This December, my oldest son married his long-time love. The event space sparkled, spirits ran high, all the guests more than ready to celebrate a joyful occasion thanks to vaccine boosters required of all.
But while I watched the couple prepare to exchange their vows, my mind wandered back to some 37 years ago, when 3 months into my pregnancy, my internist diagnosed me with gestational diabetes. And how, following a second pregnancy with the same profile, I was diagnosed with type 2 diabetes at the relatively young age of 38.
Almost the same age as my son is now.
What I remember most about all those diagnoses was fear. I feared my every bite of food might endanger my babies. To fight possible high blood sugar, I pushed exercise: an hour of stationary biking both morning and night, an hour of swimming, and long, exhausting walks. The day of my first diagnosis, I recall being handed a glucose monitor the size of a small handbag and a printed list of allowed and forbidden foods and was sent on my way to worry.
With my second pregnancy, I took insulin. While I was able to cut down my exercise, the drug had its own terrors: I feared taking too much or too little and I didn’t want my father -- who also had diabetes -- to blame himself for “giving me” the disease. During family visits, I hid in hallways, bathrooms, and basements to check my sugars and administer my shots.
Let’s be honest, a diagnosis of any chronic condition can be frightening. Type 2 diabetes, which can exacerbate a case of COVID-19 and, if uncontrolled, cause multiple complications including loss of sight, nerve damage, kidney disease, and cardiac issues, is no joke.
But -- and this is a big but -- we no longer live in the dark ages of diabetes treatments or care. Today, doctors have a wide variety of medication options for bringing down stubborn blood sugar readings, and it’s easier than ever to find a nutritionist, a diabetes educator, and/or endocrinologist to consult about your concerns.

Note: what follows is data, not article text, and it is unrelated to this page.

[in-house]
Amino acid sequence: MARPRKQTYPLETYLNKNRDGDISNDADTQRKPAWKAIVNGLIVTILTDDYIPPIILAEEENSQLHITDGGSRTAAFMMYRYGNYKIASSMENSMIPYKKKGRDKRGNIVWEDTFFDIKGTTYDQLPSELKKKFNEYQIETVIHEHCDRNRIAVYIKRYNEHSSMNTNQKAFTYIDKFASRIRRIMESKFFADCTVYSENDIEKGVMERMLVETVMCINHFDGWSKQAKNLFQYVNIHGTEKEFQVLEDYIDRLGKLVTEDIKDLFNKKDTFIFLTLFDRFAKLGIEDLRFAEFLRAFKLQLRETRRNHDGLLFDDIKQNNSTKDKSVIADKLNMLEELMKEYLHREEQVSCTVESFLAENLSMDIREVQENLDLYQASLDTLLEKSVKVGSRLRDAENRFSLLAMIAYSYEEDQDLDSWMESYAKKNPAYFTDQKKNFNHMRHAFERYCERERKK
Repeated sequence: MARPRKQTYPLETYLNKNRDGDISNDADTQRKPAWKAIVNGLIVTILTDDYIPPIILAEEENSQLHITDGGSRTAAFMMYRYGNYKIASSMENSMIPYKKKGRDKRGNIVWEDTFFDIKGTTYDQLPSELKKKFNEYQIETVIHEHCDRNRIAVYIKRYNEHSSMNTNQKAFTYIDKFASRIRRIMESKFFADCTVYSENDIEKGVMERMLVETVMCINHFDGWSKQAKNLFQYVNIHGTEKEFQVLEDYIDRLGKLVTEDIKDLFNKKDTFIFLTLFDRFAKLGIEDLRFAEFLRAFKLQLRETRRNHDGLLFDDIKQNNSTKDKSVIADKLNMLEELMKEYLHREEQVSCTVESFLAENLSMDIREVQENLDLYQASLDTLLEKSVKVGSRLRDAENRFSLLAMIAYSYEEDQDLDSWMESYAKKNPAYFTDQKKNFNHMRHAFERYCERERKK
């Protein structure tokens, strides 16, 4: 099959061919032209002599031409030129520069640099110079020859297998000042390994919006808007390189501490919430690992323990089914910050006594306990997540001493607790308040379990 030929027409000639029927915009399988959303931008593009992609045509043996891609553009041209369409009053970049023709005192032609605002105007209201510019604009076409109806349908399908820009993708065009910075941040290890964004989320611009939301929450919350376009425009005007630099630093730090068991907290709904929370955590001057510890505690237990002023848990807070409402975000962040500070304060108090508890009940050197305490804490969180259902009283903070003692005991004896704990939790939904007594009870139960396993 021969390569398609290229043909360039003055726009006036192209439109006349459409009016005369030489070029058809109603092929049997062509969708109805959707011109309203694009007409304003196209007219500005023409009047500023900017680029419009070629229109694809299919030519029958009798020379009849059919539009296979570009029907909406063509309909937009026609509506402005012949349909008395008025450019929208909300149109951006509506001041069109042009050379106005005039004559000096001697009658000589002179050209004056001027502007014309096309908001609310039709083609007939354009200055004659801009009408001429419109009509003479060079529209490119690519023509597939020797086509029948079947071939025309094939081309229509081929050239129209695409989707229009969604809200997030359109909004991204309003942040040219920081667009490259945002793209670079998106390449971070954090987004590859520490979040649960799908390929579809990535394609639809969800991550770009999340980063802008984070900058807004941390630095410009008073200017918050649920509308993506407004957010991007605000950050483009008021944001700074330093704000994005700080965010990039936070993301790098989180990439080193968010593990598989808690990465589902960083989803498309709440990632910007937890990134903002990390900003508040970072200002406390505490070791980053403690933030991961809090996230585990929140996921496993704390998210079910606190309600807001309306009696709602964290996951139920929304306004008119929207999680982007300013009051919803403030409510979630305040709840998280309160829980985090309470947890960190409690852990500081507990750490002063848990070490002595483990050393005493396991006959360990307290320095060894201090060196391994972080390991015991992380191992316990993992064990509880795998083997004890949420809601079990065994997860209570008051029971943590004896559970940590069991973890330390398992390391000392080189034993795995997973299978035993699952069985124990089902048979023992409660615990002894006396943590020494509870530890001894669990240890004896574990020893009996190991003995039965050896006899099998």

It’s also easier to track your blood sugar readings. Monitors have shrunk from the size of pocketbooks to index fingers, and the amount of blood necessary has been similarly reduced. Scans that take continuous blood sugar readings are also available, as are insulin pumps. And insulin needles have thinned so an injection feels like the prick of a pin.
Which is not to say that managing diabetes is easy. It is not, but it is a disease that can be managed. Not by a doctor who sends you off with scary marching orders to upend your life, but by a team of caregivers who can help to figure out how to live with a chronic disease. A fixed diet plan is gone. If you have type 2 diabetes, you might become a vegetarian, eat low carb, follow a keto diet, or work out your own eating plan. Strength training can be added to cardio; yoga or meditation can reduce stress.
What was once a “one size fits all” has become a “choose your own adventure.” It’s about figuring out the best, healthiest, and most comfortable way to live your type 2 life.
As the couple moved to the front of the room, I sipped on champagne and surveyed the crowd of friends and relations gathered around me. All of us had weathered a pandemic and various health issues, but all of us were gathered together to focus on the young couple and their future. At that moment, I felt no fear.
Photo Credit: Rob Melnychuk / DigitalVision via Getty Images
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